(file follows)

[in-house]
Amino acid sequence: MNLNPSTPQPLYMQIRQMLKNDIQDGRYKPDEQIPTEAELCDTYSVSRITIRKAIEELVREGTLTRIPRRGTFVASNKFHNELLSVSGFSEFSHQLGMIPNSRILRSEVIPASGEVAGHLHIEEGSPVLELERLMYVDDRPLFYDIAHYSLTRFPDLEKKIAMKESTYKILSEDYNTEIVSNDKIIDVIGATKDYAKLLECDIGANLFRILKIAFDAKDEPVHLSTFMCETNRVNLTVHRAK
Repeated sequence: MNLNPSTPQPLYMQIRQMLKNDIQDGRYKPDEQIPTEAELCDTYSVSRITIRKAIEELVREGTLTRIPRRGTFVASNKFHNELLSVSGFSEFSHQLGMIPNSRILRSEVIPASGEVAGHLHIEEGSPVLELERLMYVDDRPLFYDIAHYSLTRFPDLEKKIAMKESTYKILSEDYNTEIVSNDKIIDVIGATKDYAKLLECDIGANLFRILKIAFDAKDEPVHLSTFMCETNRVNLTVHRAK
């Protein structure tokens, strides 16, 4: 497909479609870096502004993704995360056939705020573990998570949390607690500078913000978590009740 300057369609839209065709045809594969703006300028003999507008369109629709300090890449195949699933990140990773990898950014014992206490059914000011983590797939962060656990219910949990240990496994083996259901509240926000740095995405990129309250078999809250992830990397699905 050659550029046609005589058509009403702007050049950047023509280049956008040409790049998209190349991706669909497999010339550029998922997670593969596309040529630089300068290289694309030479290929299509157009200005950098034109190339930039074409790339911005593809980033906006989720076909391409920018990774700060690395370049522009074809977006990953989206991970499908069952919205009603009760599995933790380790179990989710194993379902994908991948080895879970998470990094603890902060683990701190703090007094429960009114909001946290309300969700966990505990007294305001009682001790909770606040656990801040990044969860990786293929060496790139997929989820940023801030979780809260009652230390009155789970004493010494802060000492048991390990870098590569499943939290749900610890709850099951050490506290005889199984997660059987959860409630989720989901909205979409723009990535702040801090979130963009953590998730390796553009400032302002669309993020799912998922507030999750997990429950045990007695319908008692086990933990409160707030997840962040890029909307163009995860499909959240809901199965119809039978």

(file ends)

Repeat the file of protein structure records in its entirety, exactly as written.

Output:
[in-house]
Amino acid sequence: MNLNPSTPQPLYMQIRQMLKNDIQDGRYKPDEQIPTEAELCDTYSVSRITIRKAIEELVREGTLTRIPRRGTFVASNKFHNELLSVSGFSEFSHQLGMIPNSRILRSEVIPASGEVAGHLHIEEGSPVLELERLMYVDDRPLFYDIAHYSLTRFPDLEKKIAMKESTYKILSEDYNTEIVSNDKIIDVIGATKDYAKLLECDIGANLFRILKIAFDAKDEPVHLSTFMCETNRVNLTVHRAK
Repeated sequence: MNLNPSTPQPLYMQIRQMLKNDIQDGRYKPDEQIPTEAELCDTYSVSRITIRKAIEELVREGTLTRIPRRGTFVASNKFHNELLSVSGFSEFSHQLGMIPNSRILRSEVIPASGEVAGHLHIEEGSPVLELERLMYVDDRPLFYDIAHYSLTRFPDLEKKIAMKESTYKILSEDYNTEIVSNDKIIDVIGATKDYAKLLECDIGANLFRILKIAFDAKDEPVHLSTFMCETNRVNLTVHRAK
């Protein structure tokens, strides 16, 4: 497909479609870096502004993704995360056939705020573990998570949390607690500078913000978590009740 300057369609839209065709045809594969703006300028003999507008369109629709300090890449195949699933990140990773990898950014014992206490059914000011983590797939962060656990219910949990240990496994083996259901509240926000740095995405990129309250078999809250992830990397699905 050659550029046609005589058509009403702007050049950047023509280049956008040409790049998209190349991706669909497999010339550029998922997670593969596309040529630089300068290289694309030479290929299509157009200005950098034109190339930039074409790339911005593809980033906006989720076909391409920018990774700060690395370049522009074809977006990953989206991970499908069952919205009603009760599995933790380790179990989710194993379902994908991948080895879970998470990094603890902060683990701190703090007094429960009114909001946290309300969700966990505990007294305001009682001790909770606040656990801040990044969860990786293929060496790139997929989820940023801030979780809260009652230390009155789970004493010494802060000492048991390990870098590569499943939290749900610890709850099951050490506290005889199984997660059987959860409630989720989901909205979409723009990535702040801090979130963009953590998730390796553009400032302002669309993020799912998922507030999750997990429950045990007695319908008692086990933990409160707030997840962040890029909307163009995860499909959240809901199965119809039978």